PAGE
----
May 2015


Where does emotion reside? How do we share it? To whom does it belong?  Programmed by the recently formed Body and Being Network, the event Embodying Emotion offers a chance to explore these fascinating questions this coming 3rd June.  Performing an original piece based on Ovid’s tale of Myrrha (developed as part of Avid for Ovid), choreographer and dance artist Marie-Louise Crawley and composer Malcolm Atkins will explore the embodied expression of emotion.  The performance will be followed by facilitated audience discussion.

Date:  Wednesday 3rd June 5.30-6.30pm

Venue:  Jacqueline du Pré Building, St Hilda’s College, Oxford
Attendance is free, but please register for this event on the Body and Being Network website by 1 June: http://bodyandbeingnetwork.org/2015/05/20/event-announcement-embodying-emotion/
This event is generously supported by a research award from St Hilda’s College.

The Body and Being Network is a new research initiative that aims to develop innovative interdisciplinary dialogues about the body. Co-founded by Karin Eli (University of Oxford) and Anna Lavis (University of Birmingham), the network instigates and supports collaborative encounters between scholars and performing artists, and challenges participants to develop analyses that involve their own embodied experiences. Find out about The Body and Being Network here

Find out more about Avid for Ovid’s work, and read Marie Louise Crawley’s reflections on portraying Myrrha here.

Entitled Mapping motion: impulse, object and trajectory, this talk and demonstration opened with a discussion of the need for the creative artist to identify and then focus on the ‘object’ of his or her work. For choreographer Kim Brandstrup, the ‘object’ is a single movement that stops. Working with Royal Ballet dancers McNally and Sambé, he demonstrated how a series of sustained movements constrained by predetermined periods of time can become the building blocks of a dance work. Just as a poet may work within a strictly defined verse form, using its rigour to release the inner voice, Brandstrup uses time, broken down into specified sections of related lengths, to set free choreographic creativity. (more…)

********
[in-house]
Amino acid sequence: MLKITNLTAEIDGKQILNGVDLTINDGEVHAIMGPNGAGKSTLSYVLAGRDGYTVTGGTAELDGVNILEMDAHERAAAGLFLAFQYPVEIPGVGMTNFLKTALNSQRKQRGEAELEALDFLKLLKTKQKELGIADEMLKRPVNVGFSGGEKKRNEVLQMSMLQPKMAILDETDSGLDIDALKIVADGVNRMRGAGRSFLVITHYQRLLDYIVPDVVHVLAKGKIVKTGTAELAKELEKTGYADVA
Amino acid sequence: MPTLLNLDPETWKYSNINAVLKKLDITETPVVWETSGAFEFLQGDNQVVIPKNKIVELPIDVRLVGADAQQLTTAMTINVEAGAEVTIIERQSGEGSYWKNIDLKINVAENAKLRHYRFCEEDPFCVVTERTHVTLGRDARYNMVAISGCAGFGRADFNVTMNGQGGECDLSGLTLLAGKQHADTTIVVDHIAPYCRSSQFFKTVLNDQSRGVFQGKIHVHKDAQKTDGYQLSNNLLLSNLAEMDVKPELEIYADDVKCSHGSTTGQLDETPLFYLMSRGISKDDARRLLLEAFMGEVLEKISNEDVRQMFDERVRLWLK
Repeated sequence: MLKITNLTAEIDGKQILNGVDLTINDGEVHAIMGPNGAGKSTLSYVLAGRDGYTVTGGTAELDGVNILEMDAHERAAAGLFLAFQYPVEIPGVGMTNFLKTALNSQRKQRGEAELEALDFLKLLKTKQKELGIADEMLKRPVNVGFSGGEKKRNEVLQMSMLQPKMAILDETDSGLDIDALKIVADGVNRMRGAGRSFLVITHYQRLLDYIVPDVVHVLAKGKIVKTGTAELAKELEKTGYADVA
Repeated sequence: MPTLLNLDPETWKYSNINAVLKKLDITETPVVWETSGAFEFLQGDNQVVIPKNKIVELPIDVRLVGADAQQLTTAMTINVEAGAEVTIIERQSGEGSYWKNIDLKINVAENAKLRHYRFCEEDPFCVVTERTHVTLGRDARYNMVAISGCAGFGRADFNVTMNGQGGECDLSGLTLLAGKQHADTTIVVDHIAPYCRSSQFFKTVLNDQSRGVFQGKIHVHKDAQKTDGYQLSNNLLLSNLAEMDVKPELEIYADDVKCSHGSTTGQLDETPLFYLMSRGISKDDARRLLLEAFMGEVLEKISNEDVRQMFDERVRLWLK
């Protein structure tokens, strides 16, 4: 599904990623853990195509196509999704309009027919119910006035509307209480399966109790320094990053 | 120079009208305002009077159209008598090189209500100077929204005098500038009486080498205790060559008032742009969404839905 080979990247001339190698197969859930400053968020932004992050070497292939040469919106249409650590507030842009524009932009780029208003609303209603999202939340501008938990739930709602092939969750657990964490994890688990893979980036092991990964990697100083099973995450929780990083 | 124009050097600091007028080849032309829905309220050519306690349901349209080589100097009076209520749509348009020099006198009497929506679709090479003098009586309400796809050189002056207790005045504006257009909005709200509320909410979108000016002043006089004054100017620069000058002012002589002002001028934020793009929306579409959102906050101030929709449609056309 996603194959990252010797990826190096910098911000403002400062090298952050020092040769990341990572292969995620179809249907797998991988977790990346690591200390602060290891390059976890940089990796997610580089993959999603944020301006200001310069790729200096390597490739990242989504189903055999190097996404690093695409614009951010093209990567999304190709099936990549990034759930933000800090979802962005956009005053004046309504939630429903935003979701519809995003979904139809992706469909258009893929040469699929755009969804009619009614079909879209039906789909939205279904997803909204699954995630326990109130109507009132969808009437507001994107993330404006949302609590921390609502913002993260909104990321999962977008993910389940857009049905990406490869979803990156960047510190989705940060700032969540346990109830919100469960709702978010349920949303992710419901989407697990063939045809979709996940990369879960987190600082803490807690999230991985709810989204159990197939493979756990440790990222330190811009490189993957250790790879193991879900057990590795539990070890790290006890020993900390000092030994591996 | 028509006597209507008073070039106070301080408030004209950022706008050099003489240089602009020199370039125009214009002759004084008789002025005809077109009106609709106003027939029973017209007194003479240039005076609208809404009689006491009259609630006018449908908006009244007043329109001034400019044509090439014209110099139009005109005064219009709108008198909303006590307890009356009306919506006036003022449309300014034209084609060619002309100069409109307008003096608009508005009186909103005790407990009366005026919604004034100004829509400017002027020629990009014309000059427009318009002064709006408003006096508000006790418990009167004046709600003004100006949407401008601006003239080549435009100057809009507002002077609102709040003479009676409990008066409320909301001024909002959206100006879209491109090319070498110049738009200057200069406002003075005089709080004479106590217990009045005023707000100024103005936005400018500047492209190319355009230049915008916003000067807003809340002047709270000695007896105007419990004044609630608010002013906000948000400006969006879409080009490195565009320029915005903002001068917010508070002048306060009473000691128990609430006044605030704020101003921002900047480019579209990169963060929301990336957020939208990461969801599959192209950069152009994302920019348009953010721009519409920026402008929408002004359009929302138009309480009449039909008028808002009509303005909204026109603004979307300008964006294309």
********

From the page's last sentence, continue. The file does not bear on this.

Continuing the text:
Another unique opportunity to get an insight into the work of a major current choreographer.  Cathy Marston will be undertaking a week long residency at the Archive  of Performances of Greek and Roman Drama, APGRD, 1-5 June 2015, with the support of St Hilda’s and DANSOX. Working with 2 professional dancers and a group of Oxford scholars, Cathy will spend the week choreographing to the ancient Greek text of Odyssey Book XI.  The aim of this project is to explore how the mythical content of Odysseus’ visit to the underworld (the katabasis,) as well as its dactylic hexameter metrical form, can be translated into the medium of dance.